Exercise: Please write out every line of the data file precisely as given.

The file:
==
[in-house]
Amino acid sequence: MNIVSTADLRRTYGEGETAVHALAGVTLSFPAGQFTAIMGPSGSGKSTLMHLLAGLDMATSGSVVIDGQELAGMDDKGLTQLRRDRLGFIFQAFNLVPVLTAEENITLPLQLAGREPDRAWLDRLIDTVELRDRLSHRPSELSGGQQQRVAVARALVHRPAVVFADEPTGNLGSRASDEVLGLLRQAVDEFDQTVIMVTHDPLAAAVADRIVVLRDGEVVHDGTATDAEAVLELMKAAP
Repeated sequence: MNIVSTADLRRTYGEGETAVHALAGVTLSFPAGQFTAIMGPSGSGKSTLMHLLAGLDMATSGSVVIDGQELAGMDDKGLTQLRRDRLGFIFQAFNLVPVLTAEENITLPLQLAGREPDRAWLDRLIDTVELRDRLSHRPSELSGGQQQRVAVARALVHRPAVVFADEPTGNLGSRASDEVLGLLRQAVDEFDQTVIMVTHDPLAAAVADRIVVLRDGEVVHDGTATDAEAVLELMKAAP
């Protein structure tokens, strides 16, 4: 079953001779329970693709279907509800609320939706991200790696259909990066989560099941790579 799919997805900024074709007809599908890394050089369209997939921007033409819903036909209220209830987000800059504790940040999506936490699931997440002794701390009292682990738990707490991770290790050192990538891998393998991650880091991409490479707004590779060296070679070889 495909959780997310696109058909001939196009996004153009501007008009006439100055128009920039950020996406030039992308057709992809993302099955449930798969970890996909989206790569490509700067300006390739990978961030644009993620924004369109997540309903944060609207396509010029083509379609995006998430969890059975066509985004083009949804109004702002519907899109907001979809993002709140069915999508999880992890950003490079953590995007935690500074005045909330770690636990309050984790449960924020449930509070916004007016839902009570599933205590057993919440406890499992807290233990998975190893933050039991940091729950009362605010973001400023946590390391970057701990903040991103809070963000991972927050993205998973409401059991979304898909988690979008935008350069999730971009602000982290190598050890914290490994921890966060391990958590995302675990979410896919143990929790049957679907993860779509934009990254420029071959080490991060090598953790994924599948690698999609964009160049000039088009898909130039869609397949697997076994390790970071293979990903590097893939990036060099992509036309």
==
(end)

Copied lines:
[in-house]
Amino acid sequence: MNIVSTADLRRTYGEGETAVHALAGVTLSFPAGQFTAIMGPSGSGKSTLMHLLAGLDMATSGSVVIDGQELAGMDDKGLTQLRRDRLGFIFQAFNLVPVLTAEENITLPLQLAGREPDRAWLDRLIDTVELRDRLSHRPSELSGGQQQRVAVARALVHRPAVVFADEPTGNLGSRASDEVLGLLRQAVDEFDQTVIMVTHDPLAAAVADRIVVLRDGEVVHDGTATDAEAVLELMKAAP
Repeated sequence: MNIVSTADLRRTYGEGETAVHALAGVTLSFPAGQFTAIMGPSGSGKSTLMHLLAGLDMATSGSVVIDGQELAGMDDKGLTQLRRDRLGFIFQAFNLVPVLTAEENITLPLQLAGREPDRAWLDRLIDTVELRDRLSHRPSELSGGQQQRVAVARALVHRPAVVFADEPTGNLGSRASDEVLGLLRQAVDEFDQTVIMVTHDPLAAAVADRIVVLRDGEVVHDGTATDAEAVLELMKAAP
């Protein structure tokens, strides 16, 4: 079953001779329970693709279907509800609320939706991200790696259909990066989560099941790579 799919997805900024074709007809599908890394050089369209997939921007033409819903036909209220209830987000800059504790940040999506936490699931997440002794701390009292682990738990707490991770290790050192990538891998393998991650880091991409490479707004590779060296070679070889 495909959780997310696109058909001939196009996004153009501007008009006439100055128009920039950020996406030039992308057709992809993302099955449930798969970890996909989206790569490509700067300006390739990978961030644009993620924004369109997540309903944060609207396509010029083509379609995006998430969890059975066509985004083009949804109004702002519907899109907001979809993002709140069915999508999880992890950003490079953590995007935690500074005045909330770690636990309050984790449960924020449930509070916004007016839902009570599933205590057993919440406890499992807290233990998975190893933050039991940091729950009362605010973001400023946590390391970057701990903040991103809070963000991972927050993205998973409401059991979304898909988690979008935008350069999730971009602000982290190598050890914290490994921890966060391990958590995302675990979410896919143990929790049957679907993860779509934009990254420029071959080490991060090598953790994924599948690698999609964009160049000039088009898909130039869609397949697997076994390790970071293979990903590097893939990036060099992509036309």